About 95 years ago H.L. Mencken wrote in The American Language, “Next to engineer, expert seems to be the favorite talisman of Americans eager to augment their estate and dignity in the world.”

A few readers wondered about the related use of the term “architect” in software development:

However, considering the decades long procurement of “Architect” by the IT profession, I found it interesting that there was no mention of this in the article.

This reader is thinking of titles like “software architect” and “information architect,” which have become popular in technology. Those titles do also seem to entail the borrowing of a known, licensed, regulated profession that designs tangible objects of substance. I didn’t conduct a thorough search, but I can’t find another field that has borrowed “architect” with as much deliberateness.

It might even be the case that terming-up in tech is taking place well beyond job titles. Some of these readers had very different views on what “infrastructure” means than I do:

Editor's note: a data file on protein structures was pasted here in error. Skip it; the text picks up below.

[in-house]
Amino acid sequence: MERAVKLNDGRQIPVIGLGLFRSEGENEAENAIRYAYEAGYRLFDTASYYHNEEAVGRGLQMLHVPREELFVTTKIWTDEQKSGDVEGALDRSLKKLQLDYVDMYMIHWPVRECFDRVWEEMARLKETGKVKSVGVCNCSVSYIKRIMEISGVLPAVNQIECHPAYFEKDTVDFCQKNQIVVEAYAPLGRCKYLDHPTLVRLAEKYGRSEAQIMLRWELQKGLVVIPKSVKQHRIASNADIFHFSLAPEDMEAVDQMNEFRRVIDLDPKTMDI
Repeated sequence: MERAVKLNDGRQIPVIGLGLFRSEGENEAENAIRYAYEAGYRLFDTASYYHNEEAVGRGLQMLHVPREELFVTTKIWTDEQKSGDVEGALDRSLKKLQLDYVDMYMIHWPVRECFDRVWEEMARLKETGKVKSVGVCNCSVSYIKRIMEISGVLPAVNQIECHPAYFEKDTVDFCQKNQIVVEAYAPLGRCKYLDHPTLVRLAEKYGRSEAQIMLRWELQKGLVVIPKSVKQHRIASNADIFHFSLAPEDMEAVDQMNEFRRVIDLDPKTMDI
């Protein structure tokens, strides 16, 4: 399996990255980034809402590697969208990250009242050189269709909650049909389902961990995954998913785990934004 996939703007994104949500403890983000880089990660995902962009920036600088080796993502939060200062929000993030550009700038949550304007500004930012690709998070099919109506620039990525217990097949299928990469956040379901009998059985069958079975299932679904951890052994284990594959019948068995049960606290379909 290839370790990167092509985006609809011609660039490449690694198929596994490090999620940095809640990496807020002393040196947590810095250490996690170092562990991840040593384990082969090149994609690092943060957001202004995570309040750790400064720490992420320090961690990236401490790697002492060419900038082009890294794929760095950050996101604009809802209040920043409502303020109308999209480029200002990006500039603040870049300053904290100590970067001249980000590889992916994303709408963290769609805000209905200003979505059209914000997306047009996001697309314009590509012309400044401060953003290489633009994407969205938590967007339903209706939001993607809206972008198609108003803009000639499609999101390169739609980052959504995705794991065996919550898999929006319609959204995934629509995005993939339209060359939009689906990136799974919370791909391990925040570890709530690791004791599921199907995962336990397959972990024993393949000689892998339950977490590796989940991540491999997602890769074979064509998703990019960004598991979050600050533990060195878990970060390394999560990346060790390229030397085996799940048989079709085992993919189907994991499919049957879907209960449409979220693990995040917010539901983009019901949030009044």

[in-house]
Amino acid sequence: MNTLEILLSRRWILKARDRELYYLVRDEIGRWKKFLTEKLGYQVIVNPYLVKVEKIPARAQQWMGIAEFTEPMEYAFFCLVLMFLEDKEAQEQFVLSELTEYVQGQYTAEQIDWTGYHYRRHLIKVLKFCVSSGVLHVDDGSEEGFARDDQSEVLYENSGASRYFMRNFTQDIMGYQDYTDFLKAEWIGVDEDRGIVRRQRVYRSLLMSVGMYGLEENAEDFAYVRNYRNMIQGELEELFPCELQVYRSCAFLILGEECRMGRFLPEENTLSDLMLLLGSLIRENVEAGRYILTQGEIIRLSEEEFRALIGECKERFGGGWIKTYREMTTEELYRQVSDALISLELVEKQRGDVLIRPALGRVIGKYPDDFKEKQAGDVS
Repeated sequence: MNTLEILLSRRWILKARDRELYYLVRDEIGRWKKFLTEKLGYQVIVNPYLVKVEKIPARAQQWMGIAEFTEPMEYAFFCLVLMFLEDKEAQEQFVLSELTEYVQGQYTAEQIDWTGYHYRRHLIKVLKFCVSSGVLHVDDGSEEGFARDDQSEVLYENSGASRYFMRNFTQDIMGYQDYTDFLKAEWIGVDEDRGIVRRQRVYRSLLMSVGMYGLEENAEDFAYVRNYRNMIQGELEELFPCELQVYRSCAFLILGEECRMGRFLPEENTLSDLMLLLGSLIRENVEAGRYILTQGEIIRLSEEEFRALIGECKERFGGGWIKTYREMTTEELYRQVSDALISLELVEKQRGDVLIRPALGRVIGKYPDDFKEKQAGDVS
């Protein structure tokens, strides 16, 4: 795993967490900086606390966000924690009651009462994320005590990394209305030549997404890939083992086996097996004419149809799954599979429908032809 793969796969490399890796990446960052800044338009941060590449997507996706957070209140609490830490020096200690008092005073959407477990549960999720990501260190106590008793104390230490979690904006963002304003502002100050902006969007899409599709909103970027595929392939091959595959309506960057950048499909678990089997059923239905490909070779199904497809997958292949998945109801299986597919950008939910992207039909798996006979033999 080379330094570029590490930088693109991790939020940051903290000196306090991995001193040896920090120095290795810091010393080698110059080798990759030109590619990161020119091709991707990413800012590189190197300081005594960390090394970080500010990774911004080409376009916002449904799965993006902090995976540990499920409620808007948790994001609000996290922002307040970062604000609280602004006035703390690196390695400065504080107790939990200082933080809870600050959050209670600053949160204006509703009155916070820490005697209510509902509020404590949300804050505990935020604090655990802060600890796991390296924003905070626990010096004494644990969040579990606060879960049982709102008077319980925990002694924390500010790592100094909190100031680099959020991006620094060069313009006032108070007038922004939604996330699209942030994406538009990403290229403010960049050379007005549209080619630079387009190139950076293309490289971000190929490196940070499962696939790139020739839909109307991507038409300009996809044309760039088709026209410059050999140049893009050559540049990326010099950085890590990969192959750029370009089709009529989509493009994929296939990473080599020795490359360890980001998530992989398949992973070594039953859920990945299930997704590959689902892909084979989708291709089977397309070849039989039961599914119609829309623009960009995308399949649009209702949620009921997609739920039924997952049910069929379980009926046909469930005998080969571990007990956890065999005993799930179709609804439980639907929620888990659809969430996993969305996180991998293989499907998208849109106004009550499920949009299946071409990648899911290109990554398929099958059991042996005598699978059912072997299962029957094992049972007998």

Sigh. Instagram resides in the middle of a strong ecosystem:

On the one hand, the idea that an app’s developer API constitutes a public infrastructure akin enough to roads or bridges or power or water, sufficient that it would deserve the name “infrastructure” disturbs me. But on the other hand, we do treat software services as basic needs with increasing frequency. All the more reason to treat their behavior with the public interest in mind first.

Some of our Canadian readers wrote in to clarify that the Iron Ring is granted to all graduating engineering students of all branches; I had simplified things in a way that suggested it was unique to civil engineers. One retired Canadian engineer offered an additional trait of the ritual:

We wear this iron ring on the little finger of our writing hand with the intention that as is drags along the paper as we write that we are constantly reminded of our oath taken during The Ritual Calling of the Engineer.

Which I find delightful. But not as delightful as this:

When we retire, we are asked to return our worn ring so that a new engineer may be presented with it and carry on the tradition. I have a small number of friends who received such returned rings, they are generally very worn and have sharpened edges. These old rings are very much cherished.

This tradition wouldn’t stand a chance in ageist Silicon Valley. But it speaks to something more important than just the expertise that comes with experience: It makes engineering a part of something bigger than any single practitioner. Something that lasts generations, even despite changes and advances in techniques or materials.